Summit Roshan - KeyBanc Capital Markets Inc.

Great. Thank you.

Operator

[Operator Instructions] Our next question comes from John Roberts from Buckingham Research.

John Roberts - Buckingham Research Group, Inc.

You mentioned that you started selling off-the-shelf animals. I know the Animal Model business is still small, but could you maybe talk about the longer-term ambitions there? I remember once upon a time, Genencor, which was owned by Eastman, had a Mouse business and so forth and it didn't go so well for them. So where are we going?

Rakesh Sachdev

Well, let me just kind of go back and talk about sort of what we are doing. We have a proprietary technology called the Zinc Finger Nuclease Technology and that technology allows us to create diseased cells. It allows us to create diseased animals all that is used for research by researchers. Now we are selling cell line, so we will create customized diseased cell lines for researchers using the Zinc Finger Technology. We do the same thing with animals. So, we use the Zinc Finger Technology to create diseased rats, whether they have Parkinson's or have certain type of cancers, Alzheimer’s. When we entered this business, we were thinking that we would -- the Zinc Finger would really be the Intel Inside. So, think about the Intel Inside as the Zinc Finger and the package around that instead of the PCs as the rat or the mouse. And so we were creating customized animals, and we are doing that quite successfully. The question then has been is sort of as we create going to sort of standard rats, will we breed animals when we do the cleaning of cages and so on. And what I would say is that, we are right now exploring our own options, whether we're going to do that ourselves, or we're going to partner with somebody who will do that as long as we maintain the technology and the Intel Inside. So that's what I would say is -- and that's working well for us. We are not in the business today of breeding large colonies of animals and cleaning cages.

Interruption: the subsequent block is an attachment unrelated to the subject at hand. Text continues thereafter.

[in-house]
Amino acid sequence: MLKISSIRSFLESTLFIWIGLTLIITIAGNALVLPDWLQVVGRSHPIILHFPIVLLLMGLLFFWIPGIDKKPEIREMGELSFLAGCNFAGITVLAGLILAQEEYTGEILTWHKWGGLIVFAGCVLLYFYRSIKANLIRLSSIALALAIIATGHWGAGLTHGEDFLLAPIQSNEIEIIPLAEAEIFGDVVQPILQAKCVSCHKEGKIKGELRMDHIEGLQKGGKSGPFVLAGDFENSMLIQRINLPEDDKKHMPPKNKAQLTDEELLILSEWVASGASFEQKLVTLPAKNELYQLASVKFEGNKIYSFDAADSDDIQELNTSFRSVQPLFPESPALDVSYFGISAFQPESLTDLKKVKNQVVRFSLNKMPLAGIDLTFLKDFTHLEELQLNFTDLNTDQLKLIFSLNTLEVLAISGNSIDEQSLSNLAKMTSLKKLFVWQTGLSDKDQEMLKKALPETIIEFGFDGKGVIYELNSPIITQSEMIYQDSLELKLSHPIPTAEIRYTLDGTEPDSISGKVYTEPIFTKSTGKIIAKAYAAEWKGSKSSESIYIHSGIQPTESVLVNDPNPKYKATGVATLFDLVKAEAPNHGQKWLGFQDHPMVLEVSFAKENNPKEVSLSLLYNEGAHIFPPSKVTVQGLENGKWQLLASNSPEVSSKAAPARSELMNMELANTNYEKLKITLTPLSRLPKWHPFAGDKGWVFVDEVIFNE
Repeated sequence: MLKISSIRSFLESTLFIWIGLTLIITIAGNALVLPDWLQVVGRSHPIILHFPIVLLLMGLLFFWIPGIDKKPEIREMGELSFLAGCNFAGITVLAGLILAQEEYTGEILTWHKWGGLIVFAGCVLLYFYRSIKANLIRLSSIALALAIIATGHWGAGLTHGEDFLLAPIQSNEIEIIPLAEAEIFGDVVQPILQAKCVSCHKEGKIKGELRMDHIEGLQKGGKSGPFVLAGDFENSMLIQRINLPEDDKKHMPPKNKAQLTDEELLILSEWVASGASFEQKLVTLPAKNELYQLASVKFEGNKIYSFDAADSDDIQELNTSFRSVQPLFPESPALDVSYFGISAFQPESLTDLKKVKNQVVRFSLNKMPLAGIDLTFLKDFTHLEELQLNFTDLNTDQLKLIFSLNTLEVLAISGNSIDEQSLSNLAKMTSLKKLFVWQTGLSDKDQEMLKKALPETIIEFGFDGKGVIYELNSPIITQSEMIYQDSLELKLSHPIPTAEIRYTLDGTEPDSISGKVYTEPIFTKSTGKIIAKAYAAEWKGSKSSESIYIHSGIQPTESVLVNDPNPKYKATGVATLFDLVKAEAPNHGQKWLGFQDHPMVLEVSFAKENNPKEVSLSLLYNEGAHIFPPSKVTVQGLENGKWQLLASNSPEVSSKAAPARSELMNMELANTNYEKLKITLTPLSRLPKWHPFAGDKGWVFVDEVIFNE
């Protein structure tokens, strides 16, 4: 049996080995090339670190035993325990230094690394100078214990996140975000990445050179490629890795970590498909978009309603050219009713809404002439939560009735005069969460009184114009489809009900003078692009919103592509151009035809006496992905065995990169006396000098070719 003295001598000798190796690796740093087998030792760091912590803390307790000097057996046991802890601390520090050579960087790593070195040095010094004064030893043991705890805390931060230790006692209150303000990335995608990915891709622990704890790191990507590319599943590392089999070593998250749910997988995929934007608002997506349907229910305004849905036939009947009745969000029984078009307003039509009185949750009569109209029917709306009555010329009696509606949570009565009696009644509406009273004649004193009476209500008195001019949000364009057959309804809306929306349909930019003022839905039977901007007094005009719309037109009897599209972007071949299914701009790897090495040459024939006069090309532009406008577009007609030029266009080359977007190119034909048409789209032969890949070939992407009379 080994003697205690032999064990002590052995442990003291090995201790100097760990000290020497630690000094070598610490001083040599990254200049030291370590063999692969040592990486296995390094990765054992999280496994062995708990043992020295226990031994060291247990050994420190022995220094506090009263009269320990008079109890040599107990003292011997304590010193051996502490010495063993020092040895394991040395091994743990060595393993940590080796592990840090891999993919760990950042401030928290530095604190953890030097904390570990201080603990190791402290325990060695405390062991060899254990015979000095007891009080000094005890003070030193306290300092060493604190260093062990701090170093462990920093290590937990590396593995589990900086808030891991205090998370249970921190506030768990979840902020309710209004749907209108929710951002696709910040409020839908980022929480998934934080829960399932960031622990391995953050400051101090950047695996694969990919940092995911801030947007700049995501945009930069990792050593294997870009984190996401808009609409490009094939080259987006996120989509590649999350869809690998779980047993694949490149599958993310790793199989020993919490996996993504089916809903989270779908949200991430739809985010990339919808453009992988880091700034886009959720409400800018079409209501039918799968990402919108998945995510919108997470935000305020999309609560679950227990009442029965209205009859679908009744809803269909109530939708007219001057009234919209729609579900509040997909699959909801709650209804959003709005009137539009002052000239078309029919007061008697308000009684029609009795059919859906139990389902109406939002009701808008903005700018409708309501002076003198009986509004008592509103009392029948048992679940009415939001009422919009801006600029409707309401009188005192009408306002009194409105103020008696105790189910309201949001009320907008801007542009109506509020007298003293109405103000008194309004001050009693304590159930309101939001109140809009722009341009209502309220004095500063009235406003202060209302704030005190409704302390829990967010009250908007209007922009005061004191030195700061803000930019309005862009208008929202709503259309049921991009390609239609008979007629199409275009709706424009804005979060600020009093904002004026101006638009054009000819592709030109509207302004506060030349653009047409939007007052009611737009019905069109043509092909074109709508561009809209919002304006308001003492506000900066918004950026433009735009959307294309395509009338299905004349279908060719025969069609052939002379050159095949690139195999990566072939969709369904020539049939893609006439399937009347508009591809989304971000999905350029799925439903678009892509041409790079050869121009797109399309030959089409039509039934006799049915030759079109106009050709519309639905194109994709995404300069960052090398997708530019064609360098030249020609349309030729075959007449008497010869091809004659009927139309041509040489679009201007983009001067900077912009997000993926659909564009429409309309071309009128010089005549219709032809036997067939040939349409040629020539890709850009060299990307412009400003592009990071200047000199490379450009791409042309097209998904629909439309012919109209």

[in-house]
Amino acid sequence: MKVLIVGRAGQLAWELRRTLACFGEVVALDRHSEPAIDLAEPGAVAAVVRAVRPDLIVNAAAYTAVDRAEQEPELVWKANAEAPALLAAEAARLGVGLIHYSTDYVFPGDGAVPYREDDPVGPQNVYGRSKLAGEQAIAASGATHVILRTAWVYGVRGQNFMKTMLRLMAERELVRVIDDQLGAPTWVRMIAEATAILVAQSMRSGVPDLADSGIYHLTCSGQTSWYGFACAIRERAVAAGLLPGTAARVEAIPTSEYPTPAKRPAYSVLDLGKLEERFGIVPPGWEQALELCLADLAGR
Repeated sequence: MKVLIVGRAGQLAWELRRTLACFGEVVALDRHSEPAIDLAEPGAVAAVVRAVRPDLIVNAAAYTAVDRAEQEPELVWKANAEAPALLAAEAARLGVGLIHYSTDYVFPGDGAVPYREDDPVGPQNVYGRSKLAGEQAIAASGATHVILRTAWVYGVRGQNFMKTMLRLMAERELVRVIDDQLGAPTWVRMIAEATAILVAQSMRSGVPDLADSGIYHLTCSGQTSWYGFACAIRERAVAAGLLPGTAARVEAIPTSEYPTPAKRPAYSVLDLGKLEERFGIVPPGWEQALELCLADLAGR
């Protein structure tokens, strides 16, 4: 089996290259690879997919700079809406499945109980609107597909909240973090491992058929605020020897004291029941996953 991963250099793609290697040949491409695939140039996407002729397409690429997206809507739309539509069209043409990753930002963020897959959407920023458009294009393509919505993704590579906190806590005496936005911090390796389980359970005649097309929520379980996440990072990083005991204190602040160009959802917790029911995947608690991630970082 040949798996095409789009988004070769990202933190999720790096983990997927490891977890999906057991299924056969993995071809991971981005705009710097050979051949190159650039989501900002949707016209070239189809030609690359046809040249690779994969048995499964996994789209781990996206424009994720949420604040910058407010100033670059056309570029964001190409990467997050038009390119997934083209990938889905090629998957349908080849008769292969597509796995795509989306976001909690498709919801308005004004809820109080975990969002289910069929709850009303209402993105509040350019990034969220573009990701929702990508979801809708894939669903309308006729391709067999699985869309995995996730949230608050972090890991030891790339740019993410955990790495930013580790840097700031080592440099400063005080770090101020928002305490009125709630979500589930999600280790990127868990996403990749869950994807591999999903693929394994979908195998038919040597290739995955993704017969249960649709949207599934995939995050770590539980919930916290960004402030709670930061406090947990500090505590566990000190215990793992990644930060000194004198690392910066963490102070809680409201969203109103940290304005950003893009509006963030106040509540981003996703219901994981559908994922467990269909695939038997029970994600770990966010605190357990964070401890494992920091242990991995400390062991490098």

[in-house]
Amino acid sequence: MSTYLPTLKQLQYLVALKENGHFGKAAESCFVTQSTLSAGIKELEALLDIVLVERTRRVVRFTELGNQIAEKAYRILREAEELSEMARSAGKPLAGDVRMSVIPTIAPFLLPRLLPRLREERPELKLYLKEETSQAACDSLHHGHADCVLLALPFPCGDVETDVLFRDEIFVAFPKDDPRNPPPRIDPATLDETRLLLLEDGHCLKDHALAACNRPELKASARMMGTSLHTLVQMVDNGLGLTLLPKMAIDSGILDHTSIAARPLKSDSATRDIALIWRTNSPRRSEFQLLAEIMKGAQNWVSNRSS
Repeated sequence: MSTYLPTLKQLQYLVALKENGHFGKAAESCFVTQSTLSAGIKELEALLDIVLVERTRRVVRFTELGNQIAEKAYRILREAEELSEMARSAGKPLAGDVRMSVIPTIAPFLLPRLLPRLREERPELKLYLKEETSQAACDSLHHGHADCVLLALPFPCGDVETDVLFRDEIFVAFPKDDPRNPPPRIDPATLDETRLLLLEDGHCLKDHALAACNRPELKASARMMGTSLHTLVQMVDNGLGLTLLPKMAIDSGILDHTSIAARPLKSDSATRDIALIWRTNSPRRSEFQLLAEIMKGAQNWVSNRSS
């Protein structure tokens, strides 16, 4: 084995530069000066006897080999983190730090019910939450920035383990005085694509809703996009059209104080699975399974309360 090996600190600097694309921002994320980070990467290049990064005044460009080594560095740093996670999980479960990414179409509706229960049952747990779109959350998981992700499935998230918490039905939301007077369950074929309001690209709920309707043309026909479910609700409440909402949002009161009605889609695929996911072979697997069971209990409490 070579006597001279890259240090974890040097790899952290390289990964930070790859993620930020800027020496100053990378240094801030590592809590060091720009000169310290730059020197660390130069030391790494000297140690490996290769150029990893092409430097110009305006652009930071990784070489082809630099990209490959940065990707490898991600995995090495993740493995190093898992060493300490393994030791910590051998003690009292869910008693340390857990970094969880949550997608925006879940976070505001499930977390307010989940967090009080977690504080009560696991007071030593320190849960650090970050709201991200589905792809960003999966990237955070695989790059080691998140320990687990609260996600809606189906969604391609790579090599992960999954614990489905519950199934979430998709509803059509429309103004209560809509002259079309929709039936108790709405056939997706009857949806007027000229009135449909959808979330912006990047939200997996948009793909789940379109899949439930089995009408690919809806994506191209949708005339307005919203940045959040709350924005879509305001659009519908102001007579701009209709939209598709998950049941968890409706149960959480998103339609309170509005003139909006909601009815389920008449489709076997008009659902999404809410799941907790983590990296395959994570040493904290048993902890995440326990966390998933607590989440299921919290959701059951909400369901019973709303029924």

John Roberts - Buckingham Research Group, Inc.

But wouldn't you capture the vast majority of the value-added by out-licensing the cell line to someone else to actually grow the animals?

Rakesh Sachdev

Well, again, I would say that we are looking at several options. And so I would sort of reserve my comments until we have actually decided which way we are going. And once we have that, we will announce the way we are heading.

John Roberts - Buckingham Research Group, Inc.

Okay. Thank you.

Operator

I'm showing no further questions and would like to turn the call back over to management.

Kirk Richter

Okay, we certainly want to thank everybody for their participation today. We look forward, we do expect to release results for the second quarter of 2011 before the market opens on July 26. And we'll follow that with a conference call the same day again at 10:00 Central Time. That concludes today's conference.

Operator

Ladies and gentlemen, that does conclude today's conference. You may all disconnect and have a wonderful day.

Rakesh Sachdev

Thanks.